Donald Trump has claimed that the Conservatives' Brexit plan has killed off any chance of a UK-US trade deal.
Donald Trump is an enemy of Britain. His vile views and wild outbursts make the whole world a more dangerous place.
Like his terrible twin Boris Johnson he is consumed by self-obsession and self-promotion. And Trump has the cheek to nominate Johnson as our Prime Minister - in return I recommend ABD (anyone but Donald) for President of our American friends and allies.
This is the final wake up call on Brexit; the Conservatives’ fudged plans are dead in the water. Thousands of British businesses and millions of British jobs are in mortal danger.
Theresa May must pull back to stop us hurtling over the hard Brexit cliff. It is time to forget charlatans like Trump and secure more time to negotiate with our friends in Europe. Then we must give the British people the final say on any deal, including the option of an Exit from Brexit.
Theresa May's Cabinet is disintegrating, she cannot paper over divisions in her party, and confidence in her leadership is gone. What's next? Let's exit from Brexit.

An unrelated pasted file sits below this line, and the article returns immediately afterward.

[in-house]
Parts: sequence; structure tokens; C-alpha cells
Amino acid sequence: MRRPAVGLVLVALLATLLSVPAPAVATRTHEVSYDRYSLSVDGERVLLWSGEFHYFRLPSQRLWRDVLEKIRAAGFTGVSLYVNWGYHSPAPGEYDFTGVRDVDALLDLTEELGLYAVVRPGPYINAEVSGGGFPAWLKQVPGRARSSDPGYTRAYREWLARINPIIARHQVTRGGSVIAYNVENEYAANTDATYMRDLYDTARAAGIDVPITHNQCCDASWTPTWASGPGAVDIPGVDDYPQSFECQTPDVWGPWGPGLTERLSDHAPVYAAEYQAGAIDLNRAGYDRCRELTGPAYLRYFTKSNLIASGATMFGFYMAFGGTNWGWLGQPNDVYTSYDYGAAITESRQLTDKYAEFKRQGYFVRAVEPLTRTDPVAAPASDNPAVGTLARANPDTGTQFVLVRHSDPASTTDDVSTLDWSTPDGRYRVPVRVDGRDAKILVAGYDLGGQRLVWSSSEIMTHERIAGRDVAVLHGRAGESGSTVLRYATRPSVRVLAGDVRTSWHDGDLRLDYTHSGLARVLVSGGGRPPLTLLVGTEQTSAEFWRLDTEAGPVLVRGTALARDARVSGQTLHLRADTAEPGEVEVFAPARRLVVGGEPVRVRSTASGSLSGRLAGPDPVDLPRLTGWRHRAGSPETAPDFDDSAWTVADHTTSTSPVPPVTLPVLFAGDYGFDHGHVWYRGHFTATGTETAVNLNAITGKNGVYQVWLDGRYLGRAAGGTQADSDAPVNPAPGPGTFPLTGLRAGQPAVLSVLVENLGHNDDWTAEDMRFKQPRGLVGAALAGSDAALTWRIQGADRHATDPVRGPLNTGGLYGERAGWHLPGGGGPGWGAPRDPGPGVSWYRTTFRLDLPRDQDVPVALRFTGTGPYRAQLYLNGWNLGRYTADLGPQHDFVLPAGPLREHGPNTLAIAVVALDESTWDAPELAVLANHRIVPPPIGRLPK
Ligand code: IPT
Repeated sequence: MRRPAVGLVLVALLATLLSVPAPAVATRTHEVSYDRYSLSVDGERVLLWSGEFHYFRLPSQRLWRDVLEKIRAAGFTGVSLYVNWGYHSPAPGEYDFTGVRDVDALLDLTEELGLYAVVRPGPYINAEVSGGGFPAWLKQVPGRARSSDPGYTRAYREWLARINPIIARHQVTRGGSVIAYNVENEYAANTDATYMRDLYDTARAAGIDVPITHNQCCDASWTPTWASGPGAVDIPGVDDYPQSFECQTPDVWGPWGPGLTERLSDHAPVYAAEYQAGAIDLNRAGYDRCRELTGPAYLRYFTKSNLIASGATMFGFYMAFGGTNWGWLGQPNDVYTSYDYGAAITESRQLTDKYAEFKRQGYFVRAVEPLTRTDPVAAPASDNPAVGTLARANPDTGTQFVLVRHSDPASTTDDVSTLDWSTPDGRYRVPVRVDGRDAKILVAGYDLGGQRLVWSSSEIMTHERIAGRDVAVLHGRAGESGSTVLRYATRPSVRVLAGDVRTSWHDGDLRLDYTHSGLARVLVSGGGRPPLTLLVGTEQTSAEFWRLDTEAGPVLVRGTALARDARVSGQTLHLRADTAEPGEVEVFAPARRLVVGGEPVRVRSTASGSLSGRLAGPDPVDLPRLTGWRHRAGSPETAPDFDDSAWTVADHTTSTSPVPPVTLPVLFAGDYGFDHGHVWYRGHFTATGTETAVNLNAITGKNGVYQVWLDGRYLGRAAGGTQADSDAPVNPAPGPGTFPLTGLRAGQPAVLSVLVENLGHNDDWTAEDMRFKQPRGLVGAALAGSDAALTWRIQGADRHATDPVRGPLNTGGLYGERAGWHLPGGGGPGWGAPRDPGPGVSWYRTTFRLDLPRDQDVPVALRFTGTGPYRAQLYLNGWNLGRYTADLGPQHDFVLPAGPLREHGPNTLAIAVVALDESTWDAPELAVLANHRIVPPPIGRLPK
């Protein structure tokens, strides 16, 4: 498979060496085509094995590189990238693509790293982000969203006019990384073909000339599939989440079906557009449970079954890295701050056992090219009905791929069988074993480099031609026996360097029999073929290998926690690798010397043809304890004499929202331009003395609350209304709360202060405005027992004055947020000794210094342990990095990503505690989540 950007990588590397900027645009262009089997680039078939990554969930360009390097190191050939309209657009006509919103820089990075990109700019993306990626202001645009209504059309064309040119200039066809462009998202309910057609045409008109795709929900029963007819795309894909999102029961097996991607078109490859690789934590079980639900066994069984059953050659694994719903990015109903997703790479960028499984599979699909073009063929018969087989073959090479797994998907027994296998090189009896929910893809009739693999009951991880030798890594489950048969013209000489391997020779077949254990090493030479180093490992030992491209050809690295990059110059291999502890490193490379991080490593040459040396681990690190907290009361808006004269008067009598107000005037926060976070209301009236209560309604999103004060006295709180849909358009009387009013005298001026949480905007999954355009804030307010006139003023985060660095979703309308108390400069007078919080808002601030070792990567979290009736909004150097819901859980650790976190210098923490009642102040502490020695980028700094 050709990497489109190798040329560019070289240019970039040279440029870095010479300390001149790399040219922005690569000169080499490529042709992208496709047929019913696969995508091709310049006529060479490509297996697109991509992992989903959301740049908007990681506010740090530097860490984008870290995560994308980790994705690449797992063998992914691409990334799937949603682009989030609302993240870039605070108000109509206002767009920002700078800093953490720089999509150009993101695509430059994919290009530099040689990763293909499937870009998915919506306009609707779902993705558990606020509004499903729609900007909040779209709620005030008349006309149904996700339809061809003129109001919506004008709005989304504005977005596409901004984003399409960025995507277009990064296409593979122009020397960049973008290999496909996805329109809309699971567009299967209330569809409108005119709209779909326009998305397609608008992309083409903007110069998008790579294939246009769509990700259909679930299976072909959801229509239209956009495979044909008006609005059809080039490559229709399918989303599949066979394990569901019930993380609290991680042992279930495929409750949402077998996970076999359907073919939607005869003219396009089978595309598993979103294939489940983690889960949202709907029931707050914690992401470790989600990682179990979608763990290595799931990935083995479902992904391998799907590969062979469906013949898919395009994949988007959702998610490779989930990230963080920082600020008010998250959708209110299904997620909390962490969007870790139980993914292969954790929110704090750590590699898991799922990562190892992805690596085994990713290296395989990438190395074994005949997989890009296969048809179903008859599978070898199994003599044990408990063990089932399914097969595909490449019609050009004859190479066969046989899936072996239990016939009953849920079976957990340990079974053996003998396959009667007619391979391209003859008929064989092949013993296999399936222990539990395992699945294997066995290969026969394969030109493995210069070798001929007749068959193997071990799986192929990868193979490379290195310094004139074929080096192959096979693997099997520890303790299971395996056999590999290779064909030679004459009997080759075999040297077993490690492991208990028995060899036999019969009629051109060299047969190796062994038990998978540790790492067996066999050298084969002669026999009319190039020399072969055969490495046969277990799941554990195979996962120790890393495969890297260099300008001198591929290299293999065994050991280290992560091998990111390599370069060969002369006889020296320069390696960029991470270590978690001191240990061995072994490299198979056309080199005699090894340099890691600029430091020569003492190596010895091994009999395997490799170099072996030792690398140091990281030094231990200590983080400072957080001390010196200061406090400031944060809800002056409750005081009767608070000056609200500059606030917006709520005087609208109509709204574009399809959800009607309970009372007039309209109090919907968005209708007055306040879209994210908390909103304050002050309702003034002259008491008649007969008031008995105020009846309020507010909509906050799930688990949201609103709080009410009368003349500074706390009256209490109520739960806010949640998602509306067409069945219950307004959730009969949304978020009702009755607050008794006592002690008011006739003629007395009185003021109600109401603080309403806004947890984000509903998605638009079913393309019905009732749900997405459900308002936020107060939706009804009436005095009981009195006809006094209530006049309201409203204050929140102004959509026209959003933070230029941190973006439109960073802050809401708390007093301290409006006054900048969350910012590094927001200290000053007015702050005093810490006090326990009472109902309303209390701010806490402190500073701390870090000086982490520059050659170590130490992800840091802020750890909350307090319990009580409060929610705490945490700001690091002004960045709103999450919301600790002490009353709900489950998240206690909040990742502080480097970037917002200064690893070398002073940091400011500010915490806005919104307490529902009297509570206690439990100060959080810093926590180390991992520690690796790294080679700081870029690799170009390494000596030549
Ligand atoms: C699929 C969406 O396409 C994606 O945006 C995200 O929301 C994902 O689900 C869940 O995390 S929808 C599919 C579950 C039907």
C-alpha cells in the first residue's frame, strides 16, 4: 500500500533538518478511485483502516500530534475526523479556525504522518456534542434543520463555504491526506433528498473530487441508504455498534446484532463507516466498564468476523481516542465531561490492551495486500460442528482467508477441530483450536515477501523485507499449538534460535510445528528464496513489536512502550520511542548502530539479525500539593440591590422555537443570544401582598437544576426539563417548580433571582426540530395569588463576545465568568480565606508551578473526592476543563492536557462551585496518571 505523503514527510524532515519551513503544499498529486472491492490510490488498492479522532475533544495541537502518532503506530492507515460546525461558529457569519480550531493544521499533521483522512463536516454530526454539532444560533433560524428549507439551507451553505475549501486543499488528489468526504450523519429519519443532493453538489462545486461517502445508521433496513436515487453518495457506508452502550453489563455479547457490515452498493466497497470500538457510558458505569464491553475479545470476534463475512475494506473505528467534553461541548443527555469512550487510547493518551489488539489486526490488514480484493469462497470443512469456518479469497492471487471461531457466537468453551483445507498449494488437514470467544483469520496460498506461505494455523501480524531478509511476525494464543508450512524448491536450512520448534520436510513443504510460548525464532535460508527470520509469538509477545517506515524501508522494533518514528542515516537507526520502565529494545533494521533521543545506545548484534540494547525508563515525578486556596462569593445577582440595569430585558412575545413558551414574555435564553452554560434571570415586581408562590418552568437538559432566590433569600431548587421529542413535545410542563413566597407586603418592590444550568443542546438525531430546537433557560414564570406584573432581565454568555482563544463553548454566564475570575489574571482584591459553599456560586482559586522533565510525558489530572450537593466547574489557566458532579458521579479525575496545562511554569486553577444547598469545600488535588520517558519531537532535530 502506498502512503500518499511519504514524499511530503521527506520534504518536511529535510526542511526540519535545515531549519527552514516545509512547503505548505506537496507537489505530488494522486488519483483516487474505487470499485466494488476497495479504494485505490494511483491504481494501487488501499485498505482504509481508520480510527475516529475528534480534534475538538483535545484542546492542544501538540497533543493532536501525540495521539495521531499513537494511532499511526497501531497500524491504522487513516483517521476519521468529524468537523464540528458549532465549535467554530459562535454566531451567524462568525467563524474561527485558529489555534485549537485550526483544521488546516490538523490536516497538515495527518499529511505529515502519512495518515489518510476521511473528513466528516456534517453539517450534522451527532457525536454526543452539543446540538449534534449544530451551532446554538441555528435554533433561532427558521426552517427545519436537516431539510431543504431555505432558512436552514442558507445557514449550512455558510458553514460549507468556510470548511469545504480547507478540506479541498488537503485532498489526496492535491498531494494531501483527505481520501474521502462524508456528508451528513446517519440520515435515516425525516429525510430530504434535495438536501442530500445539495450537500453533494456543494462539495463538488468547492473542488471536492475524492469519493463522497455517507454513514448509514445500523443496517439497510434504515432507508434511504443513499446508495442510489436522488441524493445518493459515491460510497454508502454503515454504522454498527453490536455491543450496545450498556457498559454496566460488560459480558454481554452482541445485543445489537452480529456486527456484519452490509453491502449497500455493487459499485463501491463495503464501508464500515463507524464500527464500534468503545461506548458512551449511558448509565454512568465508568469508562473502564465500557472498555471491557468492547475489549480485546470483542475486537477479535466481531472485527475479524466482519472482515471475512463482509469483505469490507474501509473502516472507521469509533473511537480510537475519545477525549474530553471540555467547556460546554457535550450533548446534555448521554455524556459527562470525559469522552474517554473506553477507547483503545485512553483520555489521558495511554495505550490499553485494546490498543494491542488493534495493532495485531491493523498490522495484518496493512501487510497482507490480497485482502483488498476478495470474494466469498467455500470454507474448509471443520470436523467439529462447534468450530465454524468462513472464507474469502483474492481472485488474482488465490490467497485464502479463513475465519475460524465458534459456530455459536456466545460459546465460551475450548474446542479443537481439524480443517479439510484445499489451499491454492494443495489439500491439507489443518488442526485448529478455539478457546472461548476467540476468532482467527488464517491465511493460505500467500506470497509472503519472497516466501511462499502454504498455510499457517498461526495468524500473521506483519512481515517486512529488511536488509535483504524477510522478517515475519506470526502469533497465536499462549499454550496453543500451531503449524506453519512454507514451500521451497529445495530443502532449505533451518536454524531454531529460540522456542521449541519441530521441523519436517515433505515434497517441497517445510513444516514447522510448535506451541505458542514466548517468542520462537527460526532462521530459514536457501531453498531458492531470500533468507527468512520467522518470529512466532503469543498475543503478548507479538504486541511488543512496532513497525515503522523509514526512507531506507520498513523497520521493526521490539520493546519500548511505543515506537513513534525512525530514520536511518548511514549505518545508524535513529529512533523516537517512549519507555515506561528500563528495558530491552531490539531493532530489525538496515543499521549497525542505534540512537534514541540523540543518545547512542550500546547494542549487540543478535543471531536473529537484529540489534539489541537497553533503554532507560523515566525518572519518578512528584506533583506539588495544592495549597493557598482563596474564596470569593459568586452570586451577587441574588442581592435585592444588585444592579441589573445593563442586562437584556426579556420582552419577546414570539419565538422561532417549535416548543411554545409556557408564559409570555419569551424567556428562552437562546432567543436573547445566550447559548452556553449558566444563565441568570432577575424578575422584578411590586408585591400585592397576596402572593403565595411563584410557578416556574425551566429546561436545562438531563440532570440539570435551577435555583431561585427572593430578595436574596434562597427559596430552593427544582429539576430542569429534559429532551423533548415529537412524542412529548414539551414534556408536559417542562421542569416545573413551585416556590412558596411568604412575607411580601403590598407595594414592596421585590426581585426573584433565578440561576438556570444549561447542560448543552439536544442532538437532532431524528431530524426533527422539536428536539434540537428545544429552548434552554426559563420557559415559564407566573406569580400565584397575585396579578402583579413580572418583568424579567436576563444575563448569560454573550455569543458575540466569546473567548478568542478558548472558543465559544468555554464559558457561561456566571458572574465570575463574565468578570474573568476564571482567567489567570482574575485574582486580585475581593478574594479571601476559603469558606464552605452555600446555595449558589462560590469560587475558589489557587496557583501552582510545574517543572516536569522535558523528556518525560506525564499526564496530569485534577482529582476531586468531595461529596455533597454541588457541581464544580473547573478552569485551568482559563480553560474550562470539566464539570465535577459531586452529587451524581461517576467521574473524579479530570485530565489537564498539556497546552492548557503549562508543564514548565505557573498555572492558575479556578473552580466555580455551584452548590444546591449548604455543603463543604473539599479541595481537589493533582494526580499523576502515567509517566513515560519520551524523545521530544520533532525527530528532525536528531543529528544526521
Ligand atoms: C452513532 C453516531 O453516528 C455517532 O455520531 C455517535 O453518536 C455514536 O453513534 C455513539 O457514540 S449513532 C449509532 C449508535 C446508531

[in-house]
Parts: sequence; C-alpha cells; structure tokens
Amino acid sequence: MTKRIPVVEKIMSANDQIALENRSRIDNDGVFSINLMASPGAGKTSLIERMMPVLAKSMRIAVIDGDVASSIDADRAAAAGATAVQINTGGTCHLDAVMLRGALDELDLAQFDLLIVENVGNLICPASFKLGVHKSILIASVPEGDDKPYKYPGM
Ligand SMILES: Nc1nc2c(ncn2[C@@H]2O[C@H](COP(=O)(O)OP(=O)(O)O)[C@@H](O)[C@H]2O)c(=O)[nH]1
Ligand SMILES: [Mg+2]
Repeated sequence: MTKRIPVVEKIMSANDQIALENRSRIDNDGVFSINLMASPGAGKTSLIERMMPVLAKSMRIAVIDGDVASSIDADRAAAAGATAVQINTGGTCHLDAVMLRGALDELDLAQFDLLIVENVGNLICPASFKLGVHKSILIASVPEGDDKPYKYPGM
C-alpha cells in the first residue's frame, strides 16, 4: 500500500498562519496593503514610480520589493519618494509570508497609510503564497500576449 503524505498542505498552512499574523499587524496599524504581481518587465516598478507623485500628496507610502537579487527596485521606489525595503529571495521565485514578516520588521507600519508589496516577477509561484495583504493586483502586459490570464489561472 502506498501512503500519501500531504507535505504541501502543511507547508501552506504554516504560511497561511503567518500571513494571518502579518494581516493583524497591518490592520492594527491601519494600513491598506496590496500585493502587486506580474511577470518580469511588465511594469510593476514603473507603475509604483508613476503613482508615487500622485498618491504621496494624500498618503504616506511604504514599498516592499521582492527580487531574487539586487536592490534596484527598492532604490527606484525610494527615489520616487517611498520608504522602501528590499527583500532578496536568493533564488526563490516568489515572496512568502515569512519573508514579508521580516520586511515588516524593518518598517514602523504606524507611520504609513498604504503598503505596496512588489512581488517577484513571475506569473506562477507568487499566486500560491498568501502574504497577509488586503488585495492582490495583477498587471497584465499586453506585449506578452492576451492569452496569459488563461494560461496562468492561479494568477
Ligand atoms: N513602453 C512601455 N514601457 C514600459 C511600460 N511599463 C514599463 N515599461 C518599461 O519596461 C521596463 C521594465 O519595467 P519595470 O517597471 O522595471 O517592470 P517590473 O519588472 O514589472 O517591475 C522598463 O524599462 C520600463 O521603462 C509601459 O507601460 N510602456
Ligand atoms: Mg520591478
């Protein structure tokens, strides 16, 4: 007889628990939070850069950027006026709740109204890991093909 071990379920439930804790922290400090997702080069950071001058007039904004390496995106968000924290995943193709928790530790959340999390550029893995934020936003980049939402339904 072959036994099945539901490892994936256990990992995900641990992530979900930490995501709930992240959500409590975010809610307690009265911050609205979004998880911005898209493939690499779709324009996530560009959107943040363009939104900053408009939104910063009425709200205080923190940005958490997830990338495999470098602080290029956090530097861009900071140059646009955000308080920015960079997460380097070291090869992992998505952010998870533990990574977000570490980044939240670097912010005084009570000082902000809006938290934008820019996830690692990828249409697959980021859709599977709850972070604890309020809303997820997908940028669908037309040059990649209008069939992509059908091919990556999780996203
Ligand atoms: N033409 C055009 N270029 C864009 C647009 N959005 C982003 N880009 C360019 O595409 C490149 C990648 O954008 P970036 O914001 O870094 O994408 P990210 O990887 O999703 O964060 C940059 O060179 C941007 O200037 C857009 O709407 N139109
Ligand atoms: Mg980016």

Theresa May tried to portray strength as her Cabinet decamped to Chequers to review her Brexit plans. Rebels ministers were warned they would lose their official cars if they resigned, with taxis on standby to shuttle the disloyal back to London.
This was May's moment to bring her Cabinet in line.
For a moment, it appeared that May had managed to quietly stifle dissent. Then the dam broke.
Late Sunday night, the Prime Minister's own Brexit Secretary, David Davis, resigned.
Oops Theresa May.
The British people woke Monday morning to the image of a government in disarray as the PM's chief Brexit negotiator finally jumped ship.
The Tories then held their breath wondering if any other resignations would follow. Coincidentally, people couldn't pin down a certain Foreign Secretary...